Tuesday, August 31, 2010

One Can A Week - Peter Norback

Of like mind

George Clooney and I had the same thought on Sunday, but, of course, his was
global and handsomer.

For eighty-six weeks now I have collected lots of my neighbors' food which
we donate to the Community Food Bank. My thought was, how long can I keep
this up? It's not because I'm bored or tired. I was wondering how long would
my neighbors stay with me because I'm one of those guys who jumps off the
horse just as we both head for the ground.

In his acceptance speech for the Bob Hope Humanitarian Award at the Emmys
Sunday, George Clooney said, in part, "When the disaster happens, everybody wants to
help.The hard part is seven months later, five years later, when we're on to
a new story. Honestly, we fail at that, most of the time.

"So here's hoping that some very bright person right here in the room or at
home watching can help find a way to keep the spotlight burning on these
heartbreaking situations that continue to be heartbreaking long after the
cameras go away."

 I read George's words a few hours after I answered my own question. I know
that as long as I stick and stay, my neighbors will do the same because I am
doing something they want and need to do. That's also the answer to Mr.
Clooney's question.

In all of those disasters, large and small, a few people like George, who
see a job to be done, can keep support coming from friends and associates if
they stay the course no matter how dark it gets without the media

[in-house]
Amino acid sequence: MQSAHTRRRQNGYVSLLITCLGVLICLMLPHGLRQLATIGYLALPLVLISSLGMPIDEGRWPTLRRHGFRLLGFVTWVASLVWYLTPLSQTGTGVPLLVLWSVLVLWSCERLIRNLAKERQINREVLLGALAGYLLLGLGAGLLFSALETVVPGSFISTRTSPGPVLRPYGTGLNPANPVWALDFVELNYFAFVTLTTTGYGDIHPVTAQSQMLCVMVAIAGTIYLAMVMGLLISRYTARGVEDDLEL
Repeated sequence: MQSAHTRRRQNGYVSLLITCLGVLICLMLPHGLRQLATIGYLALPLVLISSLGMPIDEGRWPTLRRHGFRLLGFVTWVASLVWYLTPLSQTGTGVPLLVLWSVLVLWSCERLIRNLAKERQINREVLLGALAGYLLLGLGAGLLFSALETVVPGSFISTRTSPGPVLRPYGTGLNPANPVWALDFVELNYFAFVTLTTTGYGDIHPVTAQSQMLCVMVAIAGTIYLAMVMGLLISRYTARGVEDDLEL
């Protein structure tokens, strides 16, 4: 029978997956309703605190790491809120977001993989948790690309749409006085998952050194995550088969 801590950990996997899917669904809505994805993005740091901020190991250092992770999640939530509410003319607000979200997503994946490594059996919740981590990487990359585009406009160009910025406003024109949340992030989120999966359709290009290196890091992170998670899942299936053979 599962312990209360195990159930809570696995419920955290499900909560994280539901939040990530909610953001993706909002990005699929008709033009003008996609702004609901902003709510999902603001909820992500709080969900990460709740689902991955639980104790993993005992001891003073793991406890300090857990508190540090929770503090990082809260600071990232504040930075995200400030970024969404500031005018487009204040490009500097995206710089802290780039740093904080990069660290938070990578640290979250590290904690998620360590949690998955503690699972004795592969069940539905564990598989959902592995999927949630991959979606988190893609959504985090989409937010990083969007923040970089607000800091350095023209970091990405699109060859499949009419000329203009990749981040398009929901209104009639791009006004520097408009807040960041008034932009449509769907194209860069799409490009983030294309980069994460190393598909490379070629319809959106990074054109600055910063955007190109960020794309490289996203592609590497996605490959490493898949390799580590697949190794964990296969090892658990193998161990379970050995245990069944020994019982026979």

lights.That's what my neighbors are doing. They love that I'm in it for the
long haul.

The real trick is to find folks-boots on the ground, as it were-who truly
are helpers. They're Peace Corps types. They love speaking another language
and eating bugs if they have to. (I have to tell you that I like everything
about the Peace Corps and thought about joining but I really need to stay in
a motel every night and take a shower.)  So One Can A Week is perfect for

If George wants to affect change, he might think about creating a cadre of
Peace Corps types, train them and then pay them a small salary to help
endlessly. Most Peace Corps volunteers would never come home if they could
count on a little support that never ends as long as they keep helping. Then
George, along with other powerful folks, could round up supplies and keep
them coming. The administrative cost would be low and most of the donated
money would go directly to the people in need. Just people, ropes, horses,
oxen and logs built the Pyramids.  

 See you Sunday,

Peter Norback, One Can A Week